The term chronic kidney disease refers to the slow loss of kidney function over time from environmental factors or as a side effect of diabetes and other diseases. High blood pressure, lupus, and kidney stone also lead to chronic kidney disease.
This disease is diagnosed through urine tests that reveal high levels of proteins, which is followed with blood tests and kidney function measurements to confirm the diagnosis.
The symptoms caused by this disease depend on the stage of function loss. Stage one and two often have no symptoms at all.
There are two primary causes of chronic kidney disease – high blood pressure and diabetes.
High blood pressure: When more blood is pushed through the blood vessels, they stretch to accommodate this extra flow. Over the long-term, this stretching can weaken the blood vessels and cause the buildup of scar tissue. If this occurs in the blood vessels in the kidneys, it can lead to chronic kidney disease.
Diabetes: High levels of glucose in the blood can cause the kidneys to work harder than they normally do. Over time, this takes its toll and causes damage to the kidneys, which will then not be able to filter waste products from the blood as effectively.
Although high blood pressure and diabetes are the primary causes of chronic kidney disease, they are not the only ones. Chronic kidney disease can also be triggered by other conditions, including obstructions in the urinary system, lupus, and glomerulonephritis.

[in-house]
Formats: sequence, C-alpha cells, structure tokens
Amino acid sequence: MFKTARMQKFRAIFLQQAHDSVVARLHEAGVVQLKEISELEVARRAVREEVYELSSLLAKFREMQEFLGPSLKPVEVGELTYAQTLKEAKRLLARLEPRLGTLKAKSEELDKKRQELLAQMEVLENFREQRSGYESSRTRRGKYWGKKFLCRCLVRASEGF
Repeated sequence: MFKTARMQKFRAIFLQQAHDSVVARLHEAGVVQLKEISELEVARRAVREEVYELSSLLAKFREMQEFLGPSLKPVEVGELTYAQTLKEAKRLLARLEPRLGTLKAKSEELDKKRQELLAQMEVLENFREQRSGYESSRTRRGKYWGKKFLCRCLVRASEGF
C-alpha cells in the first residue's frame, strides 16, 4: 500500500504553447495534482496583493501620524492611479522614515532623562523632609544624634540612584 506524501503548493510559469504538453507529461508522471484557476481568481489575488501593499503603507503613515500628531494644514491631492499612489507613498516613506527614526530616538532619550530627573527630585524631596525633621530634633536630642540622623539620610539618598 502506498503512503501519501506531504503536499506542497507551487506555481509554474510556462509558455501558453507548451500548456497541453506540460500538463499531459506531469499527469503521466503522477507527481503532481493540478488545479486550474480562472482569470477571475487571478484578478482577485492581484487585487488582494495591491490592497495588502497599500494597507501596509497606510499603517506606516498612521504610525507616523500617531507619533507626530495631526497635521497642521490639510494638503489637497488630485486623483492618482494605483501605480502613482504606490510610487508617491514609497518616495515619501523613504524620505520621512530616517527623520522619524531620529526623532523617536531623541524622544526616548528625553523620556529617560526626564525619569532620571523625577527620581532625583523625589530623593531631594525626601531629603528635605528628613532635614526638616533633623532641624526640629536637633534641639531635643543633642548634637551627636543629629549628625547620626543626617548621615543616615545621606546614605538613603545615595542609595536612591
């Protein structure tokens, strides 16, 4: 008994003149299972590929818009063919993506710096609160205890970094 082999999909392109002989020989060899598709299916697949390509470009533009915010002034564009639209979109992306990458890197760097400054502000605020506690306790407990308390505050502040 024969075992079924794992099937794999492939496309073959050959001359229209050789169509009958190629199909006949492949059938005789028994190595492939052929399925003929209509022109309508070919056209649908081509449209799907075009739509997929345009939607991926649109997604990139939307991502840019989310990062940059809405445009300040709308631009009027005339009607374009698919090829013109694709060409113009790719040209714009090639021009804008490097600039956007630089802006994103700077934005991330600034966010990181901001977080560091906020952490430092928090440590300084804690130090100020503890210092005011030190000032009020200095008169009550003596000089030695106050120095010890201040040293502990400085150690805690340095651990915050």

Treatment options depend on the severity of the kidney damage.
Dialysis is necessary for the later stages of kidney disease to replace the filtering effect the organs no longer provide. Seeking treatment during the earliest stages of chronic kidney disease is the best way to slow down damage and delay the need for dialysis by years. In the final stage of this disease, only a kidney transplant can save a patient’s life.
With high blood pressure and diabetes being the leading risk factors for chronic kidney disease, the most effective preventative measures are those that also prevent these issues.
Nicotine raises blood pressure and therefore increases the risk of chronic kidney disease. See your doctor or pharmacist if you are having trouble quitting.
Alcohol consumption increases blood pressure and also increases the work that the kidneys have to do.
If you are overweight or obese, taking steps to lose weight can greatly reduce your risk of chronic kidney disease.
This can improve both your blood pressure and your risk of diabetes.
Excessive salt in the diet has been linked to high blood pressure.
Physical exercise is effective in both reducing your blood pressure and reducing your risk of diabetes. The level of exercise you do needs to be appropriate for your age and physical condition – your doctor can advise you further.